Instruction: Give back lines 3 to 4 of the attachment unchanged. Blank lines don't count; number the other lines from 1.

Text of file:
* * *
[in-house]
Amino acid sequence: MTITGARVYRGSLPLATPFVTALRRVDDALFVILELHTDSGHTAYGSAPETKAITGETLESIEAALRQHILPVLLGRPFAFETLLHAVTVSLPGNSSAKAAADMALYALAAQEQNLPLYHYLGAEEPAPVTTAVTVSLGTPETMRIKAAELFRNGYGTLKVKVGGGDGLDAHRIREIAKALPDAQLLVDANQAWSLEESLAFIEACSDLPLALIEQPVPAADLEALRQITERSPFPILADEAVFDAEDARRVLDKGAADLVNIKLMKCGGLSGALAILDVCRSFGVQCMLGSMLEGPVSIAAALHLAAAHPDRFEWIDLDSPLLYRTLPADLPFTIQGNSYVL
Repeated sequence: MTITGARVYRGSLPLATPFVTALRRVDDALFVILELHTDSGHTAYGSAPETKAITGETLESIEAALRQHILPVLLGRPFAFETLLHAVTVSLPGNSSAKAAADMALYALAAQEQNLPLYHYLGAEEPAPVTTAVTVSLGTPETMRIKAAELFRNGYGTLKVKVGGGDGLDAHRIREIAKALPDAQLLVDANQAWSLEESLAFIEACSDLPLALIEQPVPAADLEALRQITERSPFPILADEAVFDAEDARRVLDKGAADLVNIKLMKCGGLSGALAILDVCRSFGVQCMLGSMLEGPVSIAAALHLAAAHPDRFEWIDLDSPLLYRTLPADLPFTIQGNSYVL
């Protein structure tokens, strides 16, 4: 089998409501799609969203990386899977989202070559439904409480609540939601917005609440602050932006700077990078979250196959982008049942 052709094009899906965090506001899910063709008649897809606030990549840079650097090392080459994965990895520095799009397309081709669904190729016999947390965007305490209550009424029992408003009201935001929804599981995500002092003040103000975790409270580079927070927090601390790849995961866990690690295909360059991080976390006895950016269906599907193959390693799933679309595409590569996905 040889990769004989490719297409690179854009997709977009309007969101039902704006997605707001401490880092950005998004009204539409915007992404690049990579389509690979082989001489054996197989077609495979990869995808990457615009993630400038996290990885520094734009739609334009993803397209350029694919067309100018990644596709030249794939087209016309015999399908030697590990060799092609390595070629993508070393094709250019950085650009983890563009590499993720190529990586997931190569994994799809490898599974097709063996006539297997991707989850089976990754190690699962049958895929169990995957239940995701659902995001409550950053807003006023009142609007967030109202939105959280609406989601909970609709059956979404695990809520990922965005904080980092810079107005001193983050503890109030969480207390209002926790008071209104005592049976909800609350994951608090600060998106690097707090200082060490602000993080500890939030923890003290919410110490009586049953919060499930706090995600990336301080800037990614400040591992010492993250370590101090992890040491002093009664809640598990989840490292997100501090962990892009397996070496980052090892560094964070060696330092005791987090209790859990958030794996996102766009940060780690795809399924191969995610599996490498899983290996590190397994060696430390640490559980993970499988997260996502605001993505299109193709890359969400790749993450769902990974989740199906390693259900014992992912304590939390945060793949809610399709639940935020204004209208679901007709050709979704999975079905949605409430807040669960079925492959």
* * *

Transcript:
Repeated sequence: MTITGARVYRGSLPLATPFVTALRRVDDALFVILELHTDSGHTAYGSAPETKAITGETLESIEAALRQHILPVLLGRPFAFETLLHAVTVSLPGNSSAKAAADMALYALAAQEQNLPLYHYLGAEEPAPVTTAVTVSLGTPETMRIKAAELFRNGYGTLKVKVGGGDGLDAHRIREIAKALPDAQLLVDANQAWSLEESLAFIEACSDLPLALIEQPVPAADLEALRQITERSPFPILADEAVFDAEDARRVLDKGAADLVNIKLMKCGGLSGALAILDVCRSFGVQCMLGSMLEGPVSIAAALHLAAAHPDRFEWIDLDSPLLYRTLPADLPFTIQGNSYVL
């Protein structure tokens, strides 16, 4: 089998409501799609969203990386899977989202070559439904409480609540939601917005609440602050932006700077990078979250196959982008049942 052709094009899906965090506001899910063709008649897809606030990549840079650097090392080459994965990895520095799009397309081709669904190729016999947390965007305490209550009424029992408003009201935001929804599981995500002092003040103000975790409270580079927070927090601390790849995961866990690690295909360059991080976390006895950016269906599907193959390693799933679309595409590569996905 040889990769004989490719297409690179854009997709977009309007969101039902704006997605707001401490880092950005998004009204539409915007992404690049990579389509690979082989001489054996197989077609495979990869995808990457615009993630400038996290990885520094734009739609334009993803397209350029694919067309100018990644596709030249794939087209016309015999399908030697590990060799092609390595070629993508070393094709250019950085650009983890563009590499993720190529990586997931190569994994799809490898599974097709063996006539297997991707989850089976990754190690699962049958895929169990995957239940995701659902995001409550950053807003006023009142609007967030109202939105959280609406989601909970609709059956979404695990809520990922965005904080980092810079107005001193983050503890109030969480207390209002926790008071209104005592049976909800609350994951608090600060998106690097707090200082060490602000993080500890939030923890003290919410110490009586049953919060499930706090995600990336301080800037990614400040591992010492993250370590101090992890040491002093009664809640598990989840490292997100501090962990892009397996070496980052090892560094964070060696330092005791987090209790859990958030794996996102766009940060780690795809399924191969995610599996490498899983290996590190397994060696430390640490559980993970499988997260996502605001993505299109193709890359969400790749993450769902990974989740199906390693259900014992992912304590939390945060793949809610399709639940935020204004209208679901007709050709979704999975079905949605409430807040669960079925492959």